Album Review

Psychedelic Rock Mexican [coll] – [Orfeon Records]

mann   7/16/2013   12-inch, A Library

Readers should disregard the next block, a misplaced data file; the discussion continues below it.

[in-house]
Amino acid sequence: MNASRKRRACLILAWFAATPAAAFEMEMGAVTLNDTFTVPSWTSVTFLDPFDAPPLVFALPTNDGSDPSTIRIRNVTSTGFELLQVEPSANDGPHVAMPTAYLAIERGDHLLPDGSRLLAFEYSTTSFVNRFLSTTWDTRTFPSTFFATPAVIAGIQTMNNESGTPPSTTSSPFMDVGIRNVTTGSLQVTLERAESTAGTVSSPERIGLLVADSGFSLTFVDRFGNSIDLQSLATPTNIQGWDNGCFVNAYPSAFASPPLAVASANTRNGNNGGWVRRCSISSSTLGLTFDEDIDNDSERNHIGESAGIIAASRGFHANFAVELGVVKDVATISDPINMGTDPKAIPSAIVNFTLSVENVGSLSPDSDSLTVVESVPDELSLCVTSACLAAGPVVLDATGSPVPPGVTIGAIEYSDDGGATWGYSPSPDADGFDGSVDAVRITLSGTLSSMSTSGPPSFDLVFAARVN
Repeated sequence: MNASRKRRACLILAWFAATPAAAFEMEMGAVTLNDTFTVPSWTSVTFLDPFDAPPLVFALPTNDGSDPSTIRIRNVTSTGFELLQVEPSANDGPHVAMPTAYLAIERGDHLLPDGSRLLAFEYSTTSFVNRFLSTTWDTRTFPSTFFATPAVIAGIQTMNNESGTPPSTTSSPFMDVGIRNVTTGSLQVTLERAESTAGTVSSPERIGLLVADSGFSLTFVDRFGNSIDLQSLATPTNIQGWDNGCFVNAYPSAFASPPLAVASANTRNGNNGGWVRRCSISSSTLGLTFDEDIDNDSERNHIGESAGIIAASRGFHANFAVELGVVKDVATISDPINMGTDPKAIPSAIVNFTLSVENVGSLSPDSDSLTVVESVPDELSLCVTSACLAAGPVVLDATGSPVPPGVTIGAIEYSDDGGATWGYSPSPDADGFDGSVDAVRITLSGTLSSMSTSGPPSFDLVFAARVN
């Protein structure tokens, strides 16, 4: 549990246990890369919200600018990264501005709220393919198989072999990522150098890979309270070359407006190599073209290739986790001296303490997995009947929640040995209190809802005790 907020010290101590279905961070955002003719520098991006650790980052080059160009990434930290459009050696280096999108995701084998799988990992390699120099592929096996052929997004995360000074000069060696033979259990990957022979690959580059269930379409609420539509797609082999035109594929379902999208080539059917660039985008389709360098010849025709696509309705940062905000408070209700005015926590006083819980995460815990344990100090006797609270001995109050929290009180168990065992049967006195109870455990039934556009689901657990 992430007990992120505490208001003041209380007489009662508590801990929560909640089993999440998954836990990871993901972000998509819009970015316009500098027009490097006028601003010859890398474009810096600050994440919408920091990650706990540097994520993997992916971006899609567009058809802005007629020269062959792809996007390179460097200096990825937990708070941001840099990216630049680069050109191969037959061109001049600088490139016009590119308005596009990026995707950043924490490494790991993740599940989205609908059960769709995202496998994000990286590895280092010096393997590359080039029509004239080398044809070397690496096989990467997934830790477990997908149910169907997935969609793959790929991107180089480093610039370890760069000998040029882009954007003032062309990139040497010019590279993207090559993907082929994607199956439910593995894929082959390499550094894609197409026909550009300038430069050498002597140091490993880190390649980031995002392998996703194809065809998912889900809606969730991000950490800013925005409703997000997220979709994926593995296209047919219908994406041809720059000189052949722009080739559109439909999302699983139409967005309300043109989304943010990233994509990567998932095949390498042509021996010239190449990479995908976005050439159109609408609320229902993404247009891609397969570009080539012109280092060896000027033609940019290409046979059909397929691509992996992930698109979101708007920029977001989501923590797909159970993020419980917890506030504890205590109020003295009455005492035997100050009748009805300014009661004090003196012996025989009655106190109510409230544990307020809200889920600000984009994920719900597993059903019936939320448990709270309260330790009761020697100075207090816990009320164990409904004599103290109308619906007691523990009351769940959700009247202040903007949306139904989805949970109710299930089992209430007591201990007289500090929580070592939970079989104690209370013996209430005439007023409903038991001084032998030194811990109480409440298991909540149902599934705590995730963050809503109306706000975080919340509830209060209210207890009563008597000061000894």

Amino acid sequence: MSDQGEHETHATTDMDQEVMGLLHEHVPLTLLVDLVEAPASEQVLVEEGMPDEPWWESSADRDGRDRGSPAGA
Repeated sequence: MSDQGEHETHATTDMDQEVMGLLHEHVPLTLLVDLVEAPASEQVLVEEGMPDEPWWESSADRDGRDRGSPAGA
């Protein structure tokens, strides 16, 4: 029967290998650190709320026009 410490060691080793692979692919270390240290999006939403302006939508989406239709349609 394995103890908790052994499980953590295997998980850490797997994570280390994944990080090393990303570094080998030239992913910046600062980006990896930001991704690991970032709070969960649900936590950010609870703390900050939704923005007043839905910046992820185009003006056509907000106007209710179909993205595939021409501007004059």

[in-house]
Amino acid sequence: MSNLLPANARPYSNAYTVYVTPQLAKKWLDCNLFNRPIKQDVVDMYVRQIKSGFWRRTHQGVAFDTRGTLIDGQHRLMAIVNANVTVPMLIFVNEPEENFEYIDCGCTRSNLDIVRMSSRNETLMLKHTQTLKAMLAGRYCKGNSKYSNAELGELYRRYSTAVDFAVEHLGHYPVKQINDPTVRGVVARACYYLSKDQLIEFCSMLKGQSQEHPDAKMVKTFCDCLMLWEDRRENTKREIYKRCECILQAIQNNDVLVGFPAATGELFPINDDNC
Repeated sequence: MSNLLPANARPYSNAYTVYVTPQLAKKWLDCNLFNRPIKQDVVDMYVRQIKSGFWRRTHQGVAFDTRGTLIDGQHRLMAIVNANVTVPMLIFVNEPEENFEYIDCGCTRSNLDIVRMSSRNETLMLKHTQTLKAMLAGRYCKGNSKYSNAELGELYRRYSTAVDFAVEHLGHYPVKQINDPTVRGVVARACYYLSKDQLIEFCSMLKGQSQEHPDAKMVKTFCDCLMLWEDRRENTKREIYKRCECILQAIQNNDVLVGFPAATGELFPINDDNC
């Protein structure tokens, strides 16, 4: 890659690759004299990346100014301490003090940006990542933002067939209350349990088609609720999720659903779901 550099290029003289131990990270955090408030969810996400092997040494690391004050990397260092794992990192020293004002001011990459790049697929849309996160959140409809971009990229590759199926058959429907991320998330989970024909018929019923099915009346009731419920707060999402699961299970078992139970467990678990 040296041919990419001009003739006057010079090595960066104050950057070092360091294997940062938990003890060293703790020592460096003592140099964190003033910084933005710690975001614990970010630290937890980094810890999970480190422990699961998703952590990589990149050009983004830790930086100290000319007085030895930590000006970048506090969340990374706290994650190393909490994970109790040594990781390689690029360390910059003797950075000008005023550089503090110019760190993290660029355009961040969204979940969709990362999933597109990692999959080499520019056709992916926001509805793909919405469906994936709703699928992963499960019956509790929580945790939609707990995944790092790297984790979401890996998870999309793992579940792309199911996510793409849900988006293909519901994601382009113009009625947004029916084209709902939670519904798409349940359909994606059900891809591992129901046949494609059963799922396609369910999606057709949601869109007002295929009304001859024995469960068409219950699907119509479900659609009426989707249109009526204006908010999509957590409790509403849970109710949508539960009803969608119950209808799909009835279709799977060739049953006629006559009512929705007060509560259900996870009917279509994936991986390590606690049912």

This is a three band compilation of funky Mexican psyche rock from the late-60s-early 70s. Think Os Mutantes and Os Brazoes but Mexican not Brazilian, closer to LA if you will [pssst: organs]. A signature of American soul drumming was what Bernard Purdie called ghost-notes, or grooving on the 16th. American psyche bands, like say Blue Cheer, didn’t really apply this technique, but Mexican/South American psyche bands didn’t leave anything out, driven by their native sounds, and mixing in anything dripping down the continents from frequency to frequency. Sure the guitars are mad fuzzed out like your shirt when you pull the new sweater off, but then it also sounds like they got Clyde Stubblefield from James Brown’s band in on the groove sesh. This psyche rock with soul-drumming style is best exemplified on the Los Papos track: I See You Very Lonely. As well, the song’s open drum break is probably already a must have for break record nerds and beat-smiths. So you can drop blotter and twirl in circles to this trippy rock, but your moves better be on the one, jack! Plays at 33. Mann the General.

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